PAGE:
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February 2017

ICE seize undocumented woman with brain tumor from Texas hospital

An undocumented woman with a brain tumor has been picked up from a Texas hospital, reports The New York Daily News.

Sara Beltran Hernandez was taken from Texas hospital Wednesday night by Immigration and Customs Enforcement (ICE) to the Praireland Detention Center, which is operated by the private prison company Emerald Corrections. A spokesperson from ICE said that Beltran Hernandez was stable and was  voluntarily discharged by her doctor to the private facility, pending an appointment with a specialist. Her family members, who live in New York, have worked hard on a petition for her asylum case. They were able to obtain Beltran Hernandez's medical records, but have no say over her medical care.

We will keep you up to date on this case as new information is released.

New DOJ Attorney General Sessions reverses policy on private prisons

The Department of Justice's new Attorney General, Jeff Sessions, has issued a new memo rescinding last summer's decision to phase out the use of private prisons. According to Rewire, Sessions instructed the Bureau of Prisons on Thursday to once again rely on private prisons.

Last August, former Deputy Attorney General Sally Yates issued a memo saying that the BOP would begin phasing out the use of private prisons and would not renew any contracts that were being reviewed. This statement followed a review by the Department of Homeland Security into the conditions of private prisons and whether they were still productive or necessary. Following the announcement, stocks in private prison companies dropped dramatically.

However, with a new attorney general and an increase in raids against undocumented immigrants, private prison companies stocks have increased as President Trump looks to expand detention centers around the country. Some groups however, view the policy reversal as suspicious. According to the Intercept, the GEO Group, one of the largest private prison companies in the U.S., made two large contributions to Trump's Presidential campaign. CoreCivic (formerly Corrections Corporation of America) donated $250,000 to Trump's campaign.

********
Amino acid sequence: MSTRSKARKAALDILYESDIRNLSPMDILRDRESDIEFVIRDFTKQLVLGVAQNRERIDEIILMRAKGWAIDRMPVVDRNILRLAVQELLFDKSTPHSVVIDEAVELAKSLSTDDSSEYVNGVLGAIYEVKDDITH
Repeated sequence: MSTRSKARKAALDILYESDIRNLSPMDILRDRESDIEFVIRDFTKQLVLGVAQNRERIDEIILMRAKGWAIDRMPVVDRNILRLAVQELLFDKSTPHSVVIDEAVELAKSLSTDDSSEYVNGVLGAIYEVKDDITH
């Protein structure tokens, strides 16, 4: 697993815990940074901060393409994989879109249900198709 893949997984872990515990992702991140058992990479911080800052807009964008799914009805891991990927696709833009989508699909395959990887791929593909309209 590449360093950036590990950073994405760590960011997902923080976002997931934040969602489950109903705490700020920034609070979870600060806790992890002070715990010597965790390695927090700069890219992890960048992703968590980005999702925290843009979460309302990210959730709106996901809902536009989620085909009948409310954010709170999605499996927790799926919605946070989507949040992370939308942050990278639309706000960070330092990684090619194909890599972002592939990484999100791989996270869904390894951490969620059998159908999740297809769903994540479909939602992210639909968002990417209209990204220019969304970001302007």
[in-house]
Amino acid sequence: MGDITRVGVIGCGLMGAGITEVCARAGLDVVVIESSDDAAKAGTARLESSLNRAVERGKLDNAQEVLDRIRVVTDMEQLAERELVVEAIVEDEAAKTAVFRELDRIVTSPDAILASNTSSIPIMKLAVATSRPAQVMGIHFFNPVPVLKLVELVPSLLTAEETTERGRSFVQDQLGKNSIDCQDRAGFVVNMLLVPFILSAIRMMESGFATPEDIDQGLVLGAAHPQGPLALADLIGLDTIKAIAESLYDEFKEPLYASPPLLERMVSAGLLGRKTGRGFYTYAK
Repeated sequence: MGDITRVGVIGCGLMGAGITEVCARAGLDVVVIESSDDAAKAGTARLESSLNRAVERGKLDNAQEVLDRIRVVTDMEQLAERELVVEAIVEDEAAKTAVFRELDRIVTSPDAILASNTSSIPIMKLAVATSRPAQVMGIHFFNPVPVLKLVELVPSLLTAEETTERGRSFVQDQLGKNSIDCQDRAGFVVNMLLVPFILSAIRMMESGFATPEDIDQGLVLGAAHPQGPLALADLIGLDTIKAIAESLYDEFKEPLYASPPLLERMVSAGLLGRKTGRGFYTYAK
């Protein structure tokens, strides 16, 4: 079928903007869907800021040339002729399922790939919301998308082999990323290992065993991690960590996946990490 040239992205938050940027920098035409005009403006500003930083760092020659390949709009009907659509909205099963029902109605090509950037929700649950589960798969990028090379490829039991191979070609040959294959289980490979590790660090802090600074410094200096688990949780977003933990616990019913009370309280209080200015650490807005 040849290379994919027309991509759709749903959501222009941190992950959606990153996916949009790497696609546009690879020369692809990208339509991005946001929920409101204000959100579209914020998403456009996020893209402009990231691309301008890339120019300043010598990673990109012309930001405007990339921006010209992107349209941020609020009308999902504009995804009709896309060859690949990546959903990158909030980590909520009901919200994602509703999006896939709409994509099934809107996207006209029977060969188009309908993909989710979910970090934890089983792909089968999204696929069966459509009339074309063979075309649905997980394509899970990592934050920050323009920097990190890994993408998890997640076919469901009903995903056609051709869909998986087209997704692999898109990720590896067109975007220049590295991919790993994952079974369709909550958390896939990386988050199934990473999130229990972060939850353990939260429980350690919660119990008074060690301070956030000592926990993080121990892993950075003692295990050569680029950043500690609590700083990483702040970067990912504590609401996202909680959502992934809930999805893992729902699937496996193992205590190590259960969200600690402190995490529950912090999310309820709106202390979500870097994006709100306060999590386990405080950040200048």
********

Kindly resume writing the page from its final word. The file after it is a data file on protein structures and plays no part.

Grassroots Leadership’s Executive Director Bob Libal in a statement cited Sessions’ announcement as yet another act by the Trump administration that undermines criminal justice reforms and civil rights for incarcerated people. “This administration appears to be more interested in lining the coffers of its friends at private prison corporations than promoting common sense policies that would reduce the incarcerated population and close troubled prisons,” Libal said.

GEO Group spend $360 million on acquisition of Community Education Centers

The GEO Group, one of the largest private prison companies in the US, has just brokered a deal to expand their brand even more. According to Reuters, the GEO Group spent $360 million dollars in an all-cash transaction to acquire Community Education Centers (CEC), another private prison company which also operates in Texas. The report states that GEO will integrate CEC into GEO Corrections & Detentions and GEO Care, which will give GEO Group an even stronger hold on private prisons here in Texas. The transaction is set to increase GEO Group's total annual revenues by approximately $250 million.